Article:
Subject: Re: Back to FSB: "buying": decision making vs. decision impact
From: Tom Lord <>
Date: Sun, 3 Mar 2002 21:00:51 -0800 (PST)

       The business press for IT sounds like a bunch of non-technical
       bozos playing Buzzword Bingo.  In reality 1> many of them do
       understand technology.  Maybe not as much as a developer

It seems to me that to a first approximation, they have a static view
(technology considered independently of its past or future).  Then to
a second approximation they have a dynamic view, but easilly get
snowed on the difference between the purported intention of a
particular standard and its practical implications and simultaneously
give too much weight to supplier reputation rather than supplier
process.  That's far from insane: a wealthy supplier has plenty of
room to recover from mistakes.  Yet those mistakes do create extra
costs for everyone involved.  Alas, these quirks of the press seem to
merely reflect what I frequently see in tech management, so who can
blame them.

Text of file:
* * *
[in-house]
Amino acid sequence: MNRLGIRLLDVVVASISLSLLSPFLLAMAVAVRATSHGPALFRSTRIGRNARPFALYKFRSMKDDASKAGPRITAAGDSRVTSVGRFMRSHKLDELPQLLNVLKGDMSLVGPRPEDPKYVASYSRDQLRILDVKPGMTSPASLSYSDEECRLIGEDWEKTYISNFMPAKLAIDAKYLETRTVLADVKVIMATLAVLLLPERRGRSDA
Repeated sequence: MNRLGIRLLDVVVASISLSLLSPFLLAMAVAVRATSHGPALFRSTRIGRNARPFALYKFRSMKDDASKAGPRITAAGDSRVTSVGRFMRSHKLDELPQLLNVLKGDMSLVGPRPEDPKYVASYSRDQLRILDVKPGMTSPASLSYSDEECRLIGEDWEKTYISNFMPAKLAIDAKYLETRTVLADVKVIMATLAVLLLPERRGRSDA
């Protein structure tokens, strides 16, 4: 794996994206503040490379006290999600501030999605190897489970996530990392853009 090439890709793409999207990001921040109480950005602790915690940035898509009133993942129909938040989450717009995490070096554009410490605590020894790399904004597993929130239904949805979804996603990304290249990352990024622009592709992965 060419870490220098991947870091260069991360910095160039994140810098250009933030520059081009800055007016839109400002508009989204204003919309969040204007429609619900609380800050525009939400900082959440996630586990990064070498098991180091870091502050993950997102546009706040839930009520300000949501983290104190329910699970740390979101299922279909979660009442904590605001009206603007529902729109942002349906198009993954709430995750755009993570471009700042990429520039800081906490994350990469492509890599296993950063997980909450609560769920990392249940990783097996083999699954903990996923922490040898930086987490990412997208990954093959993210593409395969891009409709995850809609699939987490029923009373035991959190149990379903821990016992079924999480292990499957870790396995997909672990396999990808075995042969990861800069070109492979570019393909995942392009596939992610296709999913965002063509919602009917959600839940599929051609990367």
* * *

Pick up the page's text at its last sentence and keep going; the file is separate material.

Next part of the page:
The 19th/early-20th century robber-barons had it easy: tech was so
small back then that they could really develop a deep appreciation for
so many details -- really OWN their fields from soup to nuts.  There's
a sort of joke/rumor that some of the older buildings at what was
Carnegie Tech were built to be easily re-purposed as assembly lines
(with gravity-assisted locomotion of parts, easy ingress and egress
for raw materials and finished products, convenient access to rail
lines and rivers).  That kind of deep, structural, non-deterministic
planning was way ahead of its time ;-) (By the 60's, I guess, building
big, goofy office buildings seemed more important to his
organizational heirs than keeping processes and supplies up-to-date.)


I think you're yelling at a stereotype rather than anything anyone has
actually contributed to this list.